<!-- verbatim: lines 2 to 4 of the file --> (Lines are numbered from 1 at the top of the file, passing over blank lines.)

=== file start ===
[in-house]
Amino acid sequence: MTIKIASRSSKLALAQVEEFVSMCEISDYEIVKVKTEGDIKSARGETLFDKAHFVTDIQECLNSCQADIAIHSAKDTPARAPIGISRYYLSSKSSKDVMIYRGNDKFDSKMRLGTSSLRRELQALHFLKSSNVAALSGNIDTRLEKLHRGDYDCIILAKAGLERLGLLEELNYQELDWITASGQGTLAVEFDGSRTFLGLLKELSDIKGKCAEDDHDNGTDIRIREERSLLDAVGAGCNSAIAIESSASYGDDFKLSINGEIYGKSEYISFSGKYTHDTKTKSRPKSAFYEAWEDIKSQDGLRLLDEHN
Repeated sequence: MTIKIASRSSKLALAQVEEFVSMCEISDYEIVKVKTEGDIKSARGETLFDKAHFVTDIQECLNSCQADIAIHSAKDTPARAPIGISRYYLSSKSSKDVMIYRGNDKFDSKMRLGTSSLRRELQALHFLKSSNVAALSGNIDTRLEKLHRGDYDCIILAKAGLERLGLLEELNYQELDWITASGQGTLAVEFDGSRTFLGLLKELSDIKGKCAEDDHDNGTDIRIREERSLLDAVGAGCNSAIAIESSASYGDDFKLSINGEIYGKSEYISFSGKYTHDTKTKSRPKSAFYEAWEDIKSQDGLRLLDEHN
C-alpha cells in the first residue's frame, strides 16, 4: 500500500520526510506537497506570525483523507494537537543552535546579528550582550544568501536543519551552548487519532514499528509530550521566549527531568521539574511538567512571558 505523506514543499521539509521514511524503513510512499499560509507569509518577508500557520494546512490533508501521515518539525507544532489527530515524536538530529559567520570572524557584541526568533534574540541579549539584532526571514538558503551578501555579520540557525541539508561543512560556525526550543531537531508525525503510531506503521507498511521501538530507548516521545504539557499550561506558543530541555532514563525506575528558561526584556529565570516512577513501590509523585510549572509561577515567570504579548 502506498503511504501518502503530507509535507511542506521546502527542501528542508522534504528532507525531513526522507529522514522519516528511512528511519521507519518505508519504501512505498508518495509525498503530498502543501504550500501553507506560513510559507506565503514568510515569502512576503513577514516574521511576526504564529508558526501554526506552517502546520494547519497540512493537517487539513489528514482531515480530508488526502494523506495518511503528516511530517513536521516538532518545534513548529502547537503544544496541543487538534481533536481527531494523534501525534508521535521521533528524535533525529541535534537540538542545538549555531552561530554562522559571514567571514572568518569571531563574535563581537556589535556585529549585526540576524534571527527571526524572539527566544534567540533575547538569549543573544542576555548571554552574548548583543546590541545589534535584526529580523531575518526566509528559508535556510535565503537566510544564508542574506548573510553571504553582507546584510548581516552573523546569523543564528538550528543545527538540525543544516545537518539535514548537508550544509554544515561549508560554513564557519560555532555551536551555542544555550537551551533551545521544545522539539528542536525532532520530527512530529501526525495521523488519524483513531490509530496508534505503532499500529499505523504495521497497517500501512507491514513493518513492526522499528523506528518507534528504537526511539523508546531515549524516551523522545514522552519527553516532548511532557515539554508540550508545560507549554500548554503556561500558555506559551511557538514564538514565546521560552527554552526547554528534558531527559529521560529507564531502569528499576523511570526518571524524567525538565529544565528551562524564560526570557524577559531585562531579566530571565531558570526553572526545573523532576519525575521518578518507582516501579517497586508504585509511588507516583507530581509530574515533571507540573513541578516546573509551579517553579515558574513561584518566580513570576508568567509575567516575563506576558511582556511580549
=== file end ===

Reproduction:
Amino acid sequence: MTIKIASRSSKLALAQVEEFVSMCEISDYEIVKVKTEGDIKSARGETLFDKAHFVTDIQECLNSCQADIAIHSAKDTPARAPIGISRYYLSSKSSKDVMIYRGNDKFDSKMRLGTSSLRRELQALHFLKSSNVAALSGNIDTRLEKLHRGDYDCIILAKAGLERLGLLEELNYQELDWITASGQGTLAVEFDGSRTFLGLLKELSDIKGKCAEDDHDNGTDIRIREERSLLDAVGAGCNSAIAIESSASYGDDFKLSINGEIYGKSEYISFSGKYTHDTKTKSRPKSAFYEAWEDIKSQDGLRLLDEHN
Repeated sequence: MTIKIASRSSKLALAQVEEFVSMCEISDYEIVKVKTEGDIKSARGETLFDKAHFVTDIQECLNSCQADIAIHSAKDTPARAPIGISRYYLSSKSSKDVMIYRGNDKFDSKMRLGTSSLRRELQALHFLKSSNVAALSGNIDTRLEKLHRGDYDCIILAKAGLERLGLLEELNYQELDWITASGQGTLAVEFDGSRTFLGLLKELSDIKGKCAEDDHDNGTDIRIREERSLLDAVGAGCNSAIAIESSASYGDDFKLSINGEIYGKSEYISFSGKYTHDTKTKSRPKSAFYEAWEDIKSQDGLRLLDEHN
C-alpha cells in the first residue's frame, strides 16, 4: 500500500520526510506537497506570525483523507494537537543552535546579528550582550544568501536543519551552548487519532514499528509530550521566549527531568521539574511538567512571558 505523506514543499521539509521514511524503513510512499499560509507569509518577508500557520494546512490533508501521515518539525507544532489527530515524536538530529559567520570572524557584541526568533534574540541579549539584532526571514538558503551578501555579520540557525541539508561543512560556525526550543531537531508525525503510531506503521507498511521501538530507548516521545504539557499550561506558543530541555532514563525506575528558561526584556529565570516512577513501590509523585510549572509561577515567570504579548 502506498503511504501518502503530507509535507511542506521546502527542501528542508522534504528532507525531513526522507529522514522519516528511512528511519521507519518505508519504501512505498508518495509525498503530498502543501504550500501553507506560513510559507506565503514568510515569502512576503513577514516574521511576526504564529508558526501554526506552517502546520494547519497540512493537517487539513489528514482531515480530508488526502494523506495518511503528516511530517513536521516538532518545534513548529502547537503544544496541543487538534481533536481527531494523534501525534508521535521521533528524535533525529541535534537540538542545538549555531552561530554562522559571514567571514572568518569571531563574535563581537556589535556585529549585526540576524534571527527571526524572539527566544534567540533575547538569549543573544542576555548571554552574548548583543546590541545589534535584526529580523531575518526566509528559508535556510535565503537566510544564508542574506548573510553571504553582507546584510548581516552573523546569523543564528538550528543545527538540525543544516545537518539535514548537508550544509554544515561549508560554513564557519560555532555551536551555542544555550537551551533551545521544545522539539528542536525532532520530527512530529501526525495521523488519524483513531490509530496508534505503532499500529499505523504495521497497517500501512507491514513493518513492526522499528523506528518507534528504537526511539523508546531515549524516551523522545514522552519527553516532548511532557515539554508540550508545560507549554500548554503556561500558555506559551511557538514564538514565546521560552527554552526547554528534558531527559529521560529507564531502569528499576523511570526518571524524567525538565529544565528551562524564560526570557524577559531585562531579566530571565531558570526553572526545573523532576519525575521518578518507582516501579517497586508504585509511588507516583507530581509530574515533571507540573513541578516546573509551579517553579515558574513561584518566580513570576508568567509575567516575563506576558511582556511580549